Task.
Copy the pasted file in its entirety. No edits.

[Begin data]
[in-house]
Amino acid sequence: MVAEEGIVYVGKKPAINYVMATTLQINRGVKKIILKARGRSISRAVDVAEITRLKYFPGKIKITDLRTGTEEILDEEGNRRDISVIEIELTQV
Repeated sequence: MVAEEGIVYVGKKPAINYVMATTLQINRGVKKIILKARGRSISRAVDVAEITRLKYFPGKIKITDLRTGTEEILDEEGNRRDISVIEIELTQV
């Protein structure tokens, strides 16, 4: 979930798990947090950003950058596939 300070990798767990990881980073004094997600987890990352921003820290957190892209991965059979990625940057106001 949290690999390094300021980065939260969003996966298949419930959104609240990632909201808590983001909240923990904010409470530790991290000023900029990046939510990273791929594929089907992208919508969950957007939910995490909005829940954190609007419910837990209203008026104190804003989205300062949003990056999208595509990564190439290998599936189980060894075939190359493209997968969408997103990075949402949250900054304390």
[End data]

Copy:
[in-house]
Amino acid sequence: MVAEEGIVYVGKKPAINYVMATTLQINRGVKKIILKARGRSISRAVDVAEITRLKYFPGKIKITDLRTGTEEILDEEGNRRDISVIEIELTQV
Repeated sequence: MVAEEGIVYVGKKPAINYVMATTLQINRGVKKIILKARGRSISRAVDVAEITRLKYFPGKIKITDLRTGTEEILDEEGNRRDISVIEIELTQV
């Protein structure tokens, strides 16, 4: 979930798990947090950003950058596939 300070990798767990990881980073004094997600987890990352921003820290957190892209991965059979990625940057106001 949290690999390094300021980065939260969003996966298949419930959104609240990632909201808590983001909240923990904010409470530790991290000023900029990046939510990273791929594929089907992208919508969950957007939910995490909005829940954190609007419910837990209203008026104190804003989205300062949003990056999208595509990564190439290998599936189980060894075939190359493209997968969408997103990075949402949250900054304390």